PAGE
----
Reading The Dyno Sheet
Traditionally, translating dyno-measured power information to on-track performance can be difficult. Unless the dynamometer you're using actually accelerates a mass of vehicle-equivalent weight (inertial resistance), an engine doesn't experience the type of loads found in the vehicle. Even so-called dyno "acceleration" tests that incorporate a controlled unloading of the power-absorber doesn't duplicate what an engine sees on the track. So what information can you use from an engine dyno that will, at a minimum, help you anticipate on-track performance? Let's talk about brake specific fuel consumption data.

We know that BSFC is essentially a measure of how efficiently an engine (through the combustion process) is converting fuel into heat or power. The process involves observed horsepower and fuel flow, in units of time. So, in a sense, it's the time-rate measurement by which fuel is converted into horsepower. What can this tell us about track performance? As an example, let's assume you have two engines of essentially the same power characteristics. This might even be one engine with back-to-back, comparatively equal power levels that differ primarily in BSFC performance.

In either of these two cases, the BSFC differences outweigh the power differences. And, you could say BSFC includes a time-based perspective; the combination of parts (or tune) that produces the lower BSFC performance will tend to perform better on the track, particularly regarding acceleration (or throttle response), all else being equal. The kicker is this will also be the combination that responds best to gear changes you make. Thought we'd never get there, right? You'll also discover that on-track fuel economy will be the best with this same lower BSFC combination.

Where's The Power Being Produced?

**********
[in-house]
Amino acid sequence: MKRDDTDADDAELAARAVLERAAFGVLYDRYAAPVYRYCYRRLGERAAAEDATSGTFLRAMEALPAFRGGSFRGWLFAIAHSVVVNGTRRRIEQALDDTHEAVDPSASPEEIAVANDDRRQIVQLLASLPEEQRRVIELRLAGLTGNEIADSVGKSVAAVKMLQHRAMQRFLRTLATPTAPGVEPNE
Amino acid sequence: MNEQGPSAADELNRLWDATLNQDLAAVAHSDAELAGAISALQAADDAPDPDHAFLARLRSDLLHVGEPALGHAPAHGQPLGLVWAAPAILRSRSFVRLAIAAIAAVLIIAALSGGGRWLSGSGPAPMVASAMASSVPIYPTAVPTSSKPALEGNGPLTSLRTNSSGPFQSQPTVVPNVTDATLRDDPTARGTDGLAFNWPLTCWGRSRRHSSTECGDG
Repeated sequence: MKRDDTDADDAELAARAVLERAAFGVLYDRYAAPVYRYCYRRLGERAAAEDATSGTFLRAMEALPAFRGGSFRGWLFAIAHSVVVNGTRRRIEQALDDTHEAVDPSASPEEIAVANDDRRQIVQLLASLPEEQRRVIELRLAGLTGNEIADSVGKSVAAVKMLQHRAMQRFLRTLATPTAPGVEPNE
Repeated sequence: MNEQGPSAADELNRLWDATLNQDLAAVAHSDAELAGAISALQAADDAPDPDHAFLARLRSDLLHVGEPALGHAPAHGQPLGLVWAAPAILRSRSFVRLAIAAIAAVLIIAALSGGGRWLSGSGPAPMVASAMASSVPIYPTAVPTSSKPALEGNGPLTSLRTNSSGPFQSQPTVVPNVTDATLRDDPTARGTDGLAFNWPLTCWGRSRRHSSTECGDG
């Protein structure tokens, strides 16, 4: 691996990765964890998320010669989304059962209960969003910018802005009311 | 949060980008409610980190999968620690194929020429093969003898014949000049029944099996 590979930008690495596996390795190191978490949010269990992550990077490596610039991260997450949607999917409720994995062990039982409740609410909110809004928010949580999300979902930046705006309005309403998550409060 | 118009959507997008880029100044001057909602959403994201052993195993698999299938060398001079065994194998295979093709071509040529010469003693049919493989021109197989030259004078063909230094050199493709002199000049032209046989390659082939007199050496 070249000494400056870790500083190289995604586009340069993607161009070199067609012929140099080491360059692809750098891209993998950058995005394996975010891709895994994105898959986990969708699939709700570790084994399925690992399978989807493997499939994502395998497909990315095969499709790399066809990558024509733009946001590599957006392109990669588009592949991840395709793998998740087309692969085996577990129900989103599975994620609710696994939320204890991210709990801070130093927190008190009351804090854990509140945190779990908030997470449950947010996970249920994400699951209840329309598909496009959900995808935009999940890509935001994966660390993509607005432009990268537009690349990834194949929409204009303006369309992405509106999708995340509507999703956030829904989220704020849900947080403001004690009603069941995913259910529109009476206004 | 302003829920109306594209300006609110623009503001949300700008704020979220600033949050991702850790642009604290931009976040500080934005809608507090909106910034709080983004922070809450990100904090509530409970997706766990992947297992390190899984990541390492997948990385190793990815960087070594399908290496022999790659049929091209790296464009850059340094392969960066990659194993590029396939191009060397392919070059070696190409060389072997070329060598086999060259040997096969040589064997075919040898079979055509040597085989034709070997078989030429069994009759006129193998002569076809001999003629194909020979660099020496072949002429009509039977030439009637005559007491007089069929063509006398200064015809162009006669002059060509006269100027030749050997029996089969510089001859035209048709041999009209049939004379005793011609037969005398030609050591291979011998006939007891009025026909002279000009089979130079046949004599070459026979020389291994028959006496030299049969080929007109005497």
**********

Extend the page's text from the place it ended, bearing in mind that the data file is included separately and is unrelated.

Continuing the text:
Before we discuss applying available power to the track, it's necessary to determine what's available. Overall, you need to gear to the rpm range linked to the most power available. In other words, there's little value in trying to conclude final-drive gear ratios and an applicable rpm range without first making certain the engine's power range matches the gears you'll be using, or the opposite.

Once again, even though the ability to achieve optimal traction may not be possible, using "absolute" traction for the purpose of determining initial gear selection will eliminate one variable that's unavoidable. Whether through experience or after experiencing a given set of track surface conditions, you can make subsequent gear ratio changes to compensate for differences between absolute and those of the track on which you're racing. In any case, you'll need to begin somewhere and matching engine power range to on-track rpm (gearing) is a starting point.

Critical "Gearing Points" On The Track
If there is a consensus about the most critical track location that relates to a specific power range, it's the point of corner exit. In fact, you will find that you'd like the engine to be (at wide-open throttle) roughly 200 rpm below its peak torque value when the car reaches and begins to leave the corner exit point. This will encourage maximum acceleration up to peak power as the car travels the back straight (or that portion of a more circular track) or heads for the flag stand.

This optimization of corner exit acceleration, based on what you know about the engine dyno data, can be achieved by selecting a final-drive gear ratio that places the engine in this rpm range at that point on the track we've identified. In the end, you'll likely determine that corner exit speed is more critical than cornering speed, thereby placing particular importance on selecting a final-drive gear combination that allows the engine to begin this acceleration process just below its peak torque value where throttle response and its ability to rapidly increase in rpm (don't forget the lower BSFC notion) past peak power.